In what is described as a new paradigm to individualize treatment of esophageal and gastroesophageal junction (GEJ) cancers, researchers have shown that positron emission tomography (PET) can help guide chemotherapy decisions for patients and improve outcomes.
As clinicians know, any improvement in outcomes in this setting is highly welcome, as 5-year survival rates are only 40% to 50%, said lead author, Karyn A. Goodman, MD, a radiation oncologist at the University of Colorado School of Medicine in Aurora.
She was discussing initial results from the phase 2 CALGB 80803 study at a presscast ahead of the 2017 Gastrointestinal Cancers Symposium in San Francisco, California.
Preoperative chemoradiotherapy is an accepted standard of care for patients with operable esophageal or GEJ adenocarcinoma (and has been shown to be superior to surgery alone), but the optimal chemotherapy is undefined, Dr Goodman explained: Several chemotherapy options could be used.
So her team decided to assess chemotherapy responsiveness with PET early on — right after induction therapy, so that another chemotherapy can still be tried during concurrent radiotherapy (and before surgery).
The study was conducted in 257 patients with stage II to III esophageal and GEJ adenocarcinoma, all of whom underwent PET and then were randomly assigned to one of two induction chemotherapy regimens: modified FOLFOX-6 (oxaliplatin, leucovorin, 5-fluoroucil) or carboplatin/paclitaxel.
PET was repeated after the first few cycles of induction therapy. If there was tumor shrinkage as assessed by PET (suggesting that the induction chemotherapy worked), then patients continued with the same chemotherapy regimen.
However, if the PET scan revealed that the induction chemotherapy regimen was not working, chemotherapy was changed to the other regimen. Overall, 39 of 129 patients who received FOLFOX-6 induction chemotherapy and 49 of 128 patients who received carboplatin/paclitaxel switched chemotherapy regimens after PET.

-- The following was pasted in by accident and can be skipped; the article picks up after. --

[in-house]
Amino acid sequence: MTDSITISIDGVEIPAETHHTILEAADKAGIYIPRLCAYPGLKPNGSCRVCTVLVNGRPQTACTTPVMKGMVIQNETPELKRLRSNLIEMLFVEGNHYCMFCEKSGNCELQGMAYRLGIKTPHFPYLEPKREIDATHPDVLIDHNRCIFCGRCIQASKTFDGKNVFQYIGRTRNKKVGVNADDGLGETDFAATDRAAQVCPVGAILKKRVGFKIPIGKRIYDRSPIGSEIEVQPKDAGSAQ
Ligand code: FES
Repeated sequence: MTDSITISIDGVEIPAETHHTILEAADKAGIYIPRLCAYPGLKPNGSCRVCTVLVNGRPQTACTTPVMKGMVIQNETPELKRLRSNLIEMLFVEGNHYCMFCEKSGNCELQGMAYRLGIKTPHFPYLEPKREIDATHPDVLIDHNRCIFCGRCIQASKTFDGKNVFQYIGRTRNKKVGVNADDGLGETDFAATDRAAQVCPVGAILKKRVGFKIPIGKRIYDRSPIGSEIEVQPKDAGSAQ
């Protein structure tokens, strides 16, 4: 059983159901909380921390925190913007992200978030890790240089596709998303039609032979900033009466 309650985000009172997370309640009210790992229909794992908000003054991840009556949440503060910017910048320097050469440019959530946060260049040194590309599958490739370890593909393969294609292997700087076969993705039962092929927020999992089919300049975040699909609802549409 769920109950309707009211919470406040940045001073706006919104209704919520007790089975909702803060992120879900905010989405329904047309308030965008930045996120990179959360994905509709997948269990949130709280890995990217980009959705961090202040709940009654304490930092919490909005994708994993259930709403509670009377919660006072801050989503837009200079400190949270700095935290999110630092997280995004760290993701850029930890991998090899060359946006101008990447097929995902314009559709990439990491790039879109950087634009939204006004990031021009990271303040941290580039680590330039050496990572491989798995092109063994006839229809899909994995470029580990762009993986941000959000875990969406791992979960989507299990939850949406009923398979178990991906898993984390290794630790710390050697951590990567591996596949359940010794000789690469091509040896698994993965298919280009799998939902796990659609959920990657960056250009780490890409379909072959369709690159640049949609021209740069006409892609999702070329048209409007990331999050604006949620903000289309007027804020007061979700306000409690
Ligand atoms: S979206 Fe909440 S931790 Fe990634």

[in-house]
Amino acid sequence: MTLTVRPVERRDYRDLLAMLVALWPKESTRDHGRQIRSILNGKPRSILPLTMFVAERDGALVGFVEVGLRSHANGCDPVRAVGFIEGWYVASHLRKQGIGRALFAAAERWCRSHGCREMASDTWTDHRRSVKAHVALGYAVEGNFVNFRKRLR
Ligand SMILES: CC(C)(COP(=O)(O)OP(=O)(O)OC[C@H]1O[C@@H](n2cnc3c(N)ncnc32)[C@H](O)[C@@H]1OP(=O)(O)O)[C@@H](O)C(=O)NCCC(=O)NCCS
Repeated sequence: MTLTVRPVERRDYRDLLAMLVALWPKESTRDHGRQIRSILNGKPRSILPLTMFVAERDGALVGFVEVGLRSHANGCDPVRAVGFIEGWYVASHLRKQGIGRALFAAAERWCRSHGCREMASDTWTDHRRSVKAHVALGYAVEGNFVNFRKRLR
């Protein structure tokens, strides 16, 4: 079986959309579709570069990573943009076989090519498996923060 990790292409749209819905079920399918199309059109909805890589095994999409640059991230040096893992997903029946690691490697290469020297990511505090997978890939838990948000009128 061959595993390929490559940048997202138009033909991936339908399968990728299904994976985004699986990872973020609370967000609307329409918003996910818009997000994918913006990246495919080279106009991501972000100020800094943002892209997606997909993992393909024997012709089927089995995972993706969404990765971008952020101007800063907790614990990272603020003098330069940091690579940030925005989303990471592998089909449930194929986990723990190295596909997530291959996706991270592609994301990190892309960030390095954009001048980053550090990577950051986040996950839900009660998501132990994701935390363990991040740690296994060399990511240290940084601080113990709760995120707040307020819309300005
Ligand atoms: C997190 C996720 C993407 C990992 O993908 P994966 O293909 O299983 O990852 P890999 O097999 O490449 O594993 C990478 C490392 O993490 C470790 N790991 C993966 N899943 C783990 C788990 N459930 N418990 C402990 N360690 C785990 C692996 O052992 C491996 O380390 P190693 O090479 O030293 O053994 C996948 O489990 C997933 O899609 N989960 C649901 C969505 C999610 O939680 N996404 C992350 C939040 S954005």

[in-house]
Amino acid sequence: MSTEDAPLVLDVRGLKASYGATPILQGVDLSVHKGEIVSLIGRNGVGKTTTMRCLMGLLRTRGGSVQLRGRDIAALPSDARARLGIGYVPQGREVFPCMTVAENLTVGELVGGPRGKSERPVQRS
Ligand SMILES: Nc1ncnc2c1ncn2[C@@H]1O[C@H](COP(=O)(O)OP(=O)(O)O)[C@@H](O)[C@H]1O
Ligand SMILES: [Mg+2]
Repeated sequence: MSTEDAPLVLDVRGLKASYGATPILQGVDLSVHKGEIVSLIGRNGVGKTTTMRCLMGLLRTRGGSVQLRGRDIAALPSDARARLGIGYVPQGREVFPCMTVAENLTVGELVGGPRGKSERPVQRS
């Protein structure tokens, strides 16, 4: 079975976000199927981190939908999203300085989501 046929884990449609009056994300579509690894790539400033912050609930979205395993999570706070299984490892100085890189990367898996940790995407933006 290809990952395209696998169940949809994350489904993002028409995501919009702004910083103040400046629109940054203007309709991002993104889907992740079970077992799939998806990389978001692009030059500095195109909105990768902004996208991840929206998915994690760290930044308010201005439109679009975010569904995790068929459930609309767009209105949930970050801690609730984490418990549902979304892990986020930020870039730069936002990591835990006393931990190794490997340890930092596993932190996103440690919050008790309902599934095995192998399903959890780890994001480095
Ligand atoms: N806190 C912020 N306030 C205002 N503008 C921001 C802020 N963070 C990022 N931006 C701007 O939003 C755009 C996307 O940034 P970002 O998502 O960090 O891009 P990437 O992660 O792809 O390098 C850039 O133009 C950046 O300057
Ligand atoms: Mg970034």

Overall, this strategy enabled 18.0% of the patients who were initial nonresponders (14 of 78; as assessed by PET) to move on to another chemotherapy regimen and ultimately achieve a pathologic complete response (pCR) upon completion of chemoradiotherapy.
The primary endpoint of the study was pCR (as indicated by PET) among the patients who crossed over to alternative chemotherapy.
Overall, the pCR rate was 26.0% among all PET responders (31 of 120) and 22.7% (45 of 198) among all patients who were evaluable in the study.
Dr Goodman pointed out that in prior studies, where presurgery chemotherapy was not changed based on a PET scan, the pCR rate among patients with tumors not responsive to induction chemotherapy was only 5%.
In other words, the new results are a substantial improvement over historical outcomes.
Importantly, pCR correlates with overall survival in this patient setting, Dr Goodman told reporters. "We know this is a prognostic marker," she said. More data from this trial, including results for progression-free survival, are expected in the next half-year, she added.
Dr Goodman acknowledged that the new approach of using a PET assessment lengthens a patient's time before surgery but emphasized that the results show that the information obtained from the PET scan improves the efficacy of treatment, as shown by the higher pCR rate that was achieved.
PET is covered by Medicare for staging and evaluation of treatment response for esophageal and GEJ cancers, she noted.
Moves the Field Forward
"This really helps move the field forward," said Nancy Baxter, MD, PhD, a surgeon from St Michael's Hospital in Toronto, Ontario, Canada, during the presscast, which she moderated. Dr Baxter, who is also an American Society of Clinical Oncology (ASCO) expert, pointed out that using PET scans for early assessment of response is "personalized" therapy.
"PET scans may prove to be a valuable tool to help oncologists fine-tune the use of chemotherapy for esophageal cancer," she said in ASCO meeting press materials.
Dr Goodman struck a more convinced note about the usefulness of this strategy. The new study "shows the benefit of a new paradigm" to individualize multimodality therapy, she said. Further early response assessment using PET can be incorporated into future studies to identify more effective regimens for esophageal and GEJ cancers, she added.
PET scans are regularly used to guide therapy in lymphoma but are only beginning to be explored for this purpose in solid tumors, according to ASCO.
This study was supported by grants from the National Institutes of Health. Dr Goodman reports a consulting or advisory role for Pfizer, and several coauthors also reported ties to industry. Dr Baxter has disclosed no relevant financial relationships.
2017 Gastrointestinal Cancers Symposium. Abstract 1. To be presented January 19, 2017.
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Cite this: PET Scan to 'Fine Tune' Chemo for Esophageal Cancer - Medscape - Jan 18, 2017.